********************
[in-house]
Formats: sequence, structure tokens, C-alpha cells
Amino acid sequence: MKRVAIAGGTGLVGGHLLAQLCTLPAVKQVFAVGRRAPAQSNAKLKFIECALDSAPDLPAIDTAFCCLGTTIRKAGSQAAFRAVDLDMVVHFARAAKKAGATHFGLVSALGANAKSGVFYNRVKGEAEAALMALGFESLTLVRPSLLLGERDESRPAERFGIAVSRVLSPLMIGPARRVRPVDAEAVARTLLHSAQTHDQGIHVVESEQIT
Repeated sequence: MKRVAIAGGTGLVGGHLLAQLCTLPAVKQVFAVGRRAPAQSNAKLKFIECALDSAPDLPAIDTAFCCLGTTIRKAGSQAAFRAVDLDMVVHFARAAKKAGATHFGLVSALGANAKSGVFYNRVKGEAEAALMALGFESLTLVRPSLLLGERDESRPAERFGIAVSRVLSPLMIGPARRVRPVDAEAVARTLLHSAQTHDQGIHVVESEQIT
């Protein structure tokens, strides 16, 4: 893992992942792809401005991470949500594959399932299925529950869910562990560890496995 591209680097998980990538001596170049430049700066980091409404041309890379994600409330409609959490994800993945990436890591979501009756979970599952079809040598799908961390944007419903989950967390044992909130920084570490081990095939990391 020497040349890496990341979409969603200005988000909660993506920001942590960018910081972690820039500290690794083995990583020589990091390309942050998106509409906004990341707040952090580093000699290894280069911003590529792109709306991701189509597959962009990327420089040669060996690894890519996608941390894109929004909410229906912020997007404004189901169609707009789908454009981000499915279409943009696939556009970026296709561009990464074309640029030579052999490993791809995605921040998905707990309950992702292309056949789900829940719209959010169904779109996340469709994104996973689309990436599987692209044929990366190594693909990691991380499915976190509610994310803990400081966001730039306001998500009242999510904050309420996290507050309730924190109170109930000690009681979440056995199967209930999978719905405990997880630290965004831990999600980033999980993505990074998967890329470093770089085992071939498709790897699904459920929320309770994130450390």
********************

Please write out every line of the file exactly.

[in-house]
Formats: sequence, structure tokens, C-alpha cells
Amino acid sequence: MKRVAIAGGTGLVGGHLLAQLCTLPAVKQVFAVGRRAPAQSNAKLKFIECALDSAPDLPAIDTAFCCLGTTIRKAGSQAAFRAVDLDMVVHFARAAKKAGATHFGLVSALGANAKSGVFYNRVKGEAEAALMALGFESLTLVRPSLLLGERDESRPAERFGIAVSRVLSPLMIGPARRVRPVDAEAVARTLLHSAQTHDQGIHVVESEQIT
Repeated sequence: MKRVAIAGGTGLVGGHLLAQLCTLPAVKQVFAVGRRAPAQSNAKLKFIECALDSAPDLPAIDTAFCCLGTTIRKAGSQAAFRAVDLDMVVHFARAAKKAGATHFGLVSALGANAKSGVFYNRVKGEAEAALMALGFESLTLVRPSLLLGERDESRPAERFGIAVSRVLSPLMIGPARRVRPVDAEAVARTLLHSAQTHDQGIHVVESEQIT
């Protein structure tokens, strides 16, 4: 893992992942792809401005991470949500594959399932299925529950869910562990560890496995 591209680097998980990538001596170049430049700066980091409404041309890379994600409330409609959490994800993945990436890591979501009756979970599952079809040598799908961390944007419903989950967390044992909130920084570490081990095939990391 020497040349890496990341979409969603200005988000909660993506920001942590960018910081972690820039500290690794083995990583020589990091390309942050998106509409906004990341707040952090580093000699290894280069911003590529792109709306991701189509597959962009990327420089040669060996690894890519996608941390894109929004909410229906912020997007404004189901169609707009789908454009981000499915279409943009696939556009970026296709561009990464074309640029030579052999490993791809995605921040998905707990309950992702292309056949789900829940719209959010169904779109996340469709994104996973689309990436599987692209044929990366190594693909990691991380499915976190509610994310803990400081966001730039306001998500009242999510904050309420996290507050309730924190109170109930000690009681979440056995199967209930999978719905405990997880630290965004831990999600980033999980993505990074998967890329470093770089085992071939498709790897699904459920929320309770994130450390």